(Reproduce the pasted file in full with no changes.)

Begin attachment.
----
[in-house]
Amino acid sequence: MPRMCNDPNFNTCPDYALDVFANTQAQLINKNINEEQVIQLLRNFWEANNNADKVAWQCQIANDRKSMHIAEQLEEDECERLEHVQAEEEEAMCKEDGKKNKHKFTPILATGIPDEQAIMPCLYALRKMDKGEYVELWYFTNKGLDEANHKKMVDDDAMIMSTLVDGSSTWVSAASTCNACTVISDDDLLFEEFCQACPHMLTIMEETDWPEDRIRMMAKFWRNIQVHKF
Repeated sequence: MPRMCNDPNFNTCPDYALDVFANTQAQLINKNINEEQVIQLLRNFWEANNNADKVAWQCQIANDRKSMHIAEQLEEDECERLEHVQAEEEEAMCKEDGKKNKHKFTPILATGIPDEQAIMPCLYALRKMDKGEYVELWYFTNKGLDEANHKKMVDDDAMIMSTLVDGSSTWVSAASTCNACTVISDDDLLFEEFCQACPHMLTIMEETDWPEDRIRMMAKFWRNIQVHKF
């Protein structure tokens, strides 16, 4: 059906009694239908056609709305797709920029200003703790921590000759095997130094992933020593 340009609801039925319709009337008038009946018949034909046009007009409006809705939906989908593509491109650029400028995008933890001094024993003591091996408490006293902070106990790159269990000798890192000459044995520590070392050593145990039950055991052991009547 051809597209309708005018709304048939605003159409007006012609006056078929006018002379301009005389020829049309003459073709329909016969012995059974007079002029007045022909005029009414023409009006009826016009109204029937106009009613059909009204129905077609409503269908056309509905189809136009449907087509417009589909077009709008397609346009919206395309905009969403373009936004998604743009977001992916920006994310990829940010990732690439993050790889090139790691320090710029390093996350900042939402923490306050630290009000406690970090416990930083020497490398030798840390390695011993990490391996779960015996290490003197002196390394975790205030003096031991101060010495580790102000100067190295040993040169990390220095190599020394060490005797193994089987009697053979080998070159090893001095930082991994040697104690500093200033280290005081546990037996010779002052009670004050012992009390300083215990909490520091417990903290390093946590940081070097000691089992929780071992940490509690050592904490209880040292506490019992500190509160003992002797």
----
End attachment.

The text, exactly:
[in-house]
Amino acid sequence: MPRMCNDPNFNTCPDYALDVFANTQAQLINKNINEEQVIQLLRNFWEANNNADKVAWQCQIANDRKSMHIAEQLEEDECERLEHVQAEEEEAMCKEDGKKNKHKFTPILATGIPDEQAIMPCLYALRKMDKGEYVELWYFTNKGLDEANHKKMVDDDAMIMSTLVDGSSTWVSAASTCNACTVISDDDLLFEEFCQACPHMLTIMEETDWPEDRIRMMAKFWRNIQVHKF
Repeated sequence: MPRMCNDPNFNTCPDYALDVFANTQAQLINKNINEEQVIQLLRNFWEANNNADKVAWQCQIANDRKSMHIAEQLEEDECERLEHVQAEEEEAMCKEDGKKNKHKFTPILATGIPDEQAIMPCLYALRKMDKGEYVELWYFTNKGLDEANHKKMVDDDAMIMSTLVDGSSTWVSAASTCNACTVISDDDLLFEEFCQACPHMLTIMEETDWPEDRIRMMAKFWRNIQVHKF
């Protein structure tokens, strides 16, 4: 059906009694239908056609709305797709920029200003703790921590000759095997130094992933020593 340009609801039925319709009337008038009946018949034909046009007009409006809705939906989908593509491109650029400028995008933890001094024993003591091996408490006293902070106990790159269990000798890192000459044995520590070392050593145990039950055991052991009547 051809597209309708005018709304048939605003159409007006012609006056078929006018002379301009005389020829049309003459073709329909016969012995059974007079002029007045022909005029009414023409009006009826016009109204029937106009009613059909009204129905077609409503269908056309509905189809136009449907087509417009589909077009709008397609346009919206395309905009969403373009936004998604743009977001992916920006994310990829940010990732690439993050790889090139790691320090710029390093996350900042939402923490306050630290009000406690970090416990930083020497490398030798840390390695011993990490391996779960015996290490003197002196390394975790205030003096031991101060010495580790102000100067190295040993040169990390220095190599020394060490005797193994089987009697053979080998070159090893001095930082991994040697104690500093200033280290005081546990037996010779002052009670004050012992009390300083215990909490520091417990903290390093946590940081070097000691089992929780071992940490509690050592904490209880040292506490019992500190509160003992002797």